The World of the Dead

Playlist: Asleep in the Desert - ZZ Top
Keeper Note: Just Aimo, Steve, Ric and Loz for this evening's adventure.

Airborne, Egypt, 14:00 - 18:00 27th June 1940

As the plane rumbled south over the featureless desert under the eye-aching blue dome of the desert sky, Marcus buried himself in books, mugging up on the myths of the Egyptian Book of the Dead.  Huddled in the turret above, Joe discovered that watching the sky for threats for that long was exhausting; by the end of the flight he looked very weary.

Qena, Egypt, 18:00 27th June 1940

Birapeer made a low pass over the small town, observing its' features. The town looked fairly normal, but a mile and a half away across the river were the ruins of the temple complex. Groups of tourists wandered around, usually shepherded by a native guide as they explored.

A small railway station showed how most of the tourists arrived, and taxis and carriages clustered around its entrance ready to pick up a fare.

To the north was a very basic airstrip - a long stretch of hammered earth near some buildings. RJ had explained that a nominal garrison - a couple of platoons - occupied these and maintained the airstrip. Birapeer angled away in a turn and lined himself up for a landing. Despite his skilled handling, the landing was anything but smooth, rattling the passengers around more than a bit; finally, however, the plane rolled to a halt and he turned and taxied it back to the buildings before stopping the engines.

Captain Jenkins

Dusk was falling as he and Francoise hauled the covers onto the engines. Two soldiers and an officer were walking over from the buildings and he went to meet them, accompanied by Marcus, Cyril and Jimmy. "Captain Jenkins, commanding," said the young dark-haired officer with a crisp salute. "How can I help you, Sir?" he added, clearly a bit unsure who or what he was looking at. Birapeer handed him some orders that RJ had put together, instructing him to assist the agents where possible without asking questions. He nodded to himself and looked up. "What do you need from me?" he asked simply. Birapeer hooked a thumb at the plane. "Top the tanks off, please," he said, "and we'll need a bivvy for the night then a car to go over to the ruins late afternoon tomorrow." He paused. "Oh, yes, there may be one or two Kraut agents hanging around; if you see them, shoot on sight, don't ask questions." He described Weisemann and G, adding "We have a photograph of the other man, but it needs developing." Jenkins eyebrows had been steadily climbing though this. "Shoot-on-sight is a bit stiff from just a description, Sir," he pointed out. "These are dangerous men, Captain," replied Birapeer. "Now, what's the local situation?" he asked, changing the subject. Jenkins looked puzzled. "There isn't one," he answered slowly, unsure if he'd missed something. "We're billeted here to watch that slab of dirt over there, " he pointed at the airstrip, "and nothing happens. Tourists wander around. Arabs do whatever arabs do. Nothing else really."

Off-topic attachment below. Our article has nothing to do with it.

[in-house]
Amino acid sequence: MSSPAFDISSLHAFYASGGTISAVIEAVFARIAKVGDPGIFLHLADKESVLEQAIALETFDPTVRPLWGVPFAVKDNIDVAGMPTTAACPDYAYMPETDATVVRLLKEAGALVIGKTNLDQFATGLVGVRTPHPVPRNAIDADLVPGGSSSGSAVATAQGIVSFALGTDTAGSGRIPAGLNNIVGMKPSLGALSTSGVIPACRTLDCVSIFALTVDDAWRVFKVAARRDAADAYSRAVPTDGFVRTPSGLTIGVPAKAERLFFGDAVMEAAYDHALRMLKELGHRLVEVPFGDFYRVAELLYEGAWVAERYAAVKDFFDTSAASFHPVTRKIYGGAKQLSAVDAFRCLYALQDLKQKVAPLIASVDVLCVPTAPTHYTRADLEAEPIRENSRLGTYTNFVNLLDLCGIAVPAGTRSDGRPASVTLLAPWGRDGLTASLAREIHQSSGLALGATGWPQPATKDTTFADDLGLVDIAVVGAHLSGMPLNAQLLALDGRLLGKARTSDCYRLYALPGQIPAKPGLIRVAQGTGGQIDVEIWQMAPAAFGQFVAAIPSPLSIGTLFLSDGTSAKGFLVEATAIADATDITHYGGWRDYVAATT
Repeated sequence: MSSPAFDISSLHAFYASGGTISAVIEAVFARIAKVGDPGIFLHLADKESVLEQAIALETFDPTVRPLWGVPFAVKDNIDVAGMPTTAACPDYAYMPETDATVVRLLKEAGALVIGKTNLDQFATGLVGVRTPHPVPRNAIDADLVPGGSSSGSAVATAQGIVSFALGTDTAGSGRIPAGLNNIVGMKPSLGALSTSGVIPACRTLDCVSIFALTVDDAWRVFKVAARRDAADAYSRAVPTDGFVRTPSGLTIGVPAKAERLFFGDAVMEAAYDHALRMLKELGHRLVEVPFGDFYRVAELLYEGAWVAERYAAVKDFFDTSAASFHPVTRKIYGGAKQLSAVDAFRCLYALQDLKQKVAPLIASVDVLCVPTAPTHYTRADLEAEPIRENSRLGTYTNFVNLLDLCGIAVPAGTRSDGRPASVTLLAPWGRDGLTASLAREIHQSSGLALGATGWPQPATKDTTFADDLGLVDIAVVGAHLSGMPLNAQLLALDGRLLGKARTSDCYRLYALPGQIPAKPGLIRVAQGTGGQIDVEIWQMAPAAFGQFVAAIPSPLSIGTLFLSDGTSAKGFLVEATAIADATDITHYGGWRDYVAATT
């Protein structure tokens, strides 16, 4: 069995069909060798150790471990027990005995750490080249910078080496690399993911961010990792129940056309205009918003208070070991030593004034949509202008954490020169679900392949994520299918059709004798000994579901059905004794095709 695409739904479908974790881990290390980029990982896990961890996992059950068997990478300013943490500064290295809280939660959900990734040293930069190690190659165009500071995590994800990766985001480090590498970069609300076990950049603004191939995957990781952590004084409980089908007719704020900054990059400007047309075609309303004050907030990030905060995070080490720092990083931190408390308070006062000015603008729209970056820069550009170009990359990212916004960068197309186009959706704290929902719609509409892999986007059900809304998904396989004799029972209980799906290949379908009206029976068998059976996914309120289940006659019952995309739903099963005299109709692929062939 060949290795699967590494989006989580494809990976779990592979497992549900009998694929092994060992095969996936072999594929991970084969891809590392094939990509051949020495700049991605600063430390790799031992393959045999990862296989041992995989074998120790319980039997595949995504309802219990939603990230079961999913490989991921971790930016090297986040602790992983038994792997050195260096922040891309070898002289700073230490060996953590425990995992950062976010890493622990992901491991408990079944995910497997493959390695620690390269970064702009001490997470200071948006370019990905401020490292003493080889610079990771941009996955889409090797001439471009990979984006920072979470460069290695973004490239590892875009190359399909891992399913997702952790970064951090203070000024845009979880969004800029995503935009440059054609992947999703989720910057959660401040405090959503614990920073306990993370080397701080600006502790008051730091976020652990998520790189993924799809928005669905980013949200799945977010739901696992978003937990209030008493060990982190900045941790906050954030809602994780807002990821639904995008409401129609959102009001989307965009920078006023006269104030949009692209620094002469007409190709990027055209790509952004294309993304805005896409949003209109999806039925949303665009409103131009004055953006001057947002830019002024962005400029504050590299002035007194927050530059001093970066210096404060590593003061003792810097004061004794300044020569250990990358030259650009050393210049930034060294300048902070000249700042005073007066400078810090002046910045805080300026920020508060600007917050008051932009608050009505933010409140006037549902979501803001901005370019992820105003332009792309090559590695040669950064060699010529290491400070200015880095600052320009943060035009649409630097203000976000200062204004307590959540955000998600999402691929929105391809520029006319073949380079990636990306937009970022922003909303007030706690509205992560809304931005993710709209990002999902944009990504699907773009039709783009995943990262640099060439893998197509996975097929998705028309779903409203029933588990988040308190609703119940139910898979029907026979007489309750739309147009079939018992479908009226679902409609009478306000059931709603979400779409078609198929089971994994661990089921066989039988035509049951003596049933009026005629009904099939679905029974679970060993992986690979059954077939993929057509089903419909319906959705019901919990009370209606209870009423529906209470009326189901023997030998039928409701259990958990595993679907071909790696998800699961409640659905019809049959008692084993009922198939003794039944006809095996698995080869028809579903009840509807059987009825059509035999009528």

A few minutes later, accompanied by two soldiers provided by Jenkins, the four were down in the village looking for the local photographers. With the tourist trade to the ruins and the desire for souvenirs, there was plenty of business, and the shop was right in the market-place next to the other stalls selling plaster pyramids and models of the temple of Hathor - some of which even had the right number of pillars. The sign over the window read "Messers Lalkaka and Bannerjee, Photographers Western Style".

Photographic Enlarger

After some determined military hammering on the door by one of the squaddies, it was opened and a tousled Indian face peered out. "Grieviously, we are indeed closed at this hour," said Mr Lalkaka, but the agents weren't having any of that. "We need a photograph developing, right now," said Cyril, unpacking the bag of films, "and it's a military matter - so for security we need to do it ourselves." A torrent of protest from Lalkaka and the now appearing Bannerjee came in reply, expressing a great reluctance to allow anyone to use their precious European-style equipment. "You see, we are not military gentlemen," pointed out Bannerjee earnestly. Cyril coughed. "We are prepared to offer an exoribtant fee," he said producing ten Egyptian £5 notes. For a shocked moment, Lalkaka and Bannerjee glanced at each other in silence. Then they resumed protesting.